Gov. Jerry Brown granted Christmas Eve pardons to 79 ex-cons Monday, including a three-time convicted felon who might have been a three-striker had the crimes been committed today.
Although some media sources are characterizing the majority of the pardoned crimes as simple drug possession, the truth is that they range from dealing cocaine and LSD to cultivating marijuana for sale, armed robbery, drunk-driving causing great bodily injury, and manslaughter.
All 79 convicts completed their sentences, generally about 20 years ago, and “have demonstrated exemplary behavior following their conviction,” according to a statement from the governor’s office.
“A pardon will not be granted unless it has been earned,” the statement said. “Obtaining a pardon is a distinct achievement based upon proof of a productive and law-abiding life following conviction.”
Brown’s policy is not to consider an application for pardon until 10 years after the completion of probation or parole.
One person pardoned Monday was 61-year-old Thomas George Pfleger of Newport Beach. Pfleger was convicted of a drug-dealing charge in 1970. He got out of prison in 1975 only to commit second-degree robbery in 1976. Released again in 1981, he went back to prison a third time in 1983 for drug possession.
Today Pfleger runs the George T. Pfleger Foundation, a nonprofit corporation with listed assets of $16 million. He was recommended for a pardon in 2004 by the Orange County Superior Court, then by his parole board and finally in November 2012 by a majority of the California Supreme Court justices.
“For many years now, Mr. Pfleger has been a generous and active supporter of numerous charitable philanthropic causes, including in the areas of child welfare, substance abuse recovery, wildlife preservation and medical research,” Brown wrote in Pfleger’s pardoning document.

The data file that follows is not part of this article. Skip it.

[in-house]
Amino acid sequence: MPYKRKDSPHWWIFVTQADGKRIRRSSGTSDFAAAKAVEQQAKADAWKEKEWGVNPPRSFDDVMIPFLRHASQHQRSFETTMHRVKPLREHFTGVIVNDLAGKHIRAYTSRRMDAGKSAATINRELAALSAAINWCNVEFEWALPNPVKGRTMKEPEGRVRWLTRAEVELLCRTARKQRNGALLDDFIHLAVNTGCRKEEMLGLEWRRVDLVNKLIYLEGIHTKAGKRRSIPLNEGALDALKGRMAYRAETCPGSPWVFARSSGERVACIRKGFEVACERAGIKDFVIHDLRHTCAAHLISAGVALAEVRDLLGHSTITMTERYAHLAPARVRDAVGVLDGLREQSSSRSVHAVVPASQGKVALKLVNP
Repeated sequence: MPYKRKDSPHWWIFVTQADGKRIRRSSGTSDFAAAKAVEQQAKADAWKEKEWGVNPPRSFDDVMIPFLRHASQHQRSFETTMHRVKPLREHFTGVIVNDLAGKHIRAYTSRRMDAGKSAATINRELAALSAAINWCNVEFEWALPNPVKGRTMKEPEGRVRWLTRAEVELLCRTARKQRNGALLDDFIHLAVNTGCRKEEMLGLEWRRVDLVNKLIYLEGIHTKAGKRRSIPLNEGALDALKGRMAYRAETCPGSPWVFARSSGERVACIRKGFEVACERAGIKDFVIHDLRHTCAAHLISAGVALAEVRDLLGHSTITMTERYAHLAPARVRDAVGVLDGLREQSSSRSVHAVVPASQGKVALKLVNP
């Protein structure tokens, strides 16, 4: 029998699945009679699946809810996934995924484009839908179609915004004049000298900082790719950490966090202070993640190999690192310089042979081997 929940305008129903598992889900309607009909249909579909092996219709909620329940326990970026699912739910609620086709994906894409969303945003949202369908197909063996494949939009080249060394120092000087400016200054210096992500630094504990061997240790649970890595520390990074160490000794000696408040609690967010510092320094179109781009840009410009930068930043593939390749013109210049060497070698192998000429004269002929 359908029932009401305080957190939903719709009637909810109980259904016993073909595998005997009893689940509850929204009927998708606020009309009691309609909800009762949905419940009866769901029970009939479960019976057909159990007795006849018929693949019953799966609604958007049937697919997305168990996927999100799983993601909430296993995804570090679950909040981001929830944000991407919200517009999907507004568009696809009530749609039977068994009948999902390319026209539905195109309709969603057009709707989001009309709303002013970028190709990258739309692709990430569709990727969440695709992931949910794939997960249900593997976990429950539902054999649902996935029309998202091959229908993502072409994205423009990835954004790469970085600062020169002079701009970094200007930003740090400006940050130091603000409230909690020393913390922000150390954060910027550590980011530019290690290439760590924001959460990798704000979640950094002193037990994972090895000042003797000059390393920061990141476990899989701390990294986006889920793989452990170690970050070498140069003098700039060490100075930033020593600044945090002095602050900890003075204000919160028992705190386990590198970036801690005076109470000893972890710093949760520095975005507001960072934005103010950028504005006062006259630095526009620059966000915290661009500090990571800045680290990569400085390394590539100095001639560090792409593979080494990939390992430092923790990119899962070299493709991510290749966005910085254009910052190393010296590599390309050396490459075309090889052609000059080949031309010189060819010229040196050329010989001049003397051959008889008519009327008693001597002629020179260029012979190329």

Just one crime was listed for most pardoned criminals, who didn’t need the state Supreme Court to vouch for their character. The oldest on the books was that of a San Diego man who served five years in prison for a robbery committed in 1954. Today he helps Alzheimer’s patients in Ventura County.
Another was convicted in 1969 of first-degree robbery with drug priors in Alameda County. Now 79, he’s the chaplain at an Arkansas state prison.
There do not appear to be any sex offenders among the criminals Brown pardoned Monday.
A pardon doesn’t seal or erase a record of conviction, and a pardoned offense can be considered as a prior conviction if the person re-offends.
But a pardon does make a person eligible for jury service, and it allows a person to possess a firearm unless a gun was used in the commission of the crime.
See all of the pardoning orders [here].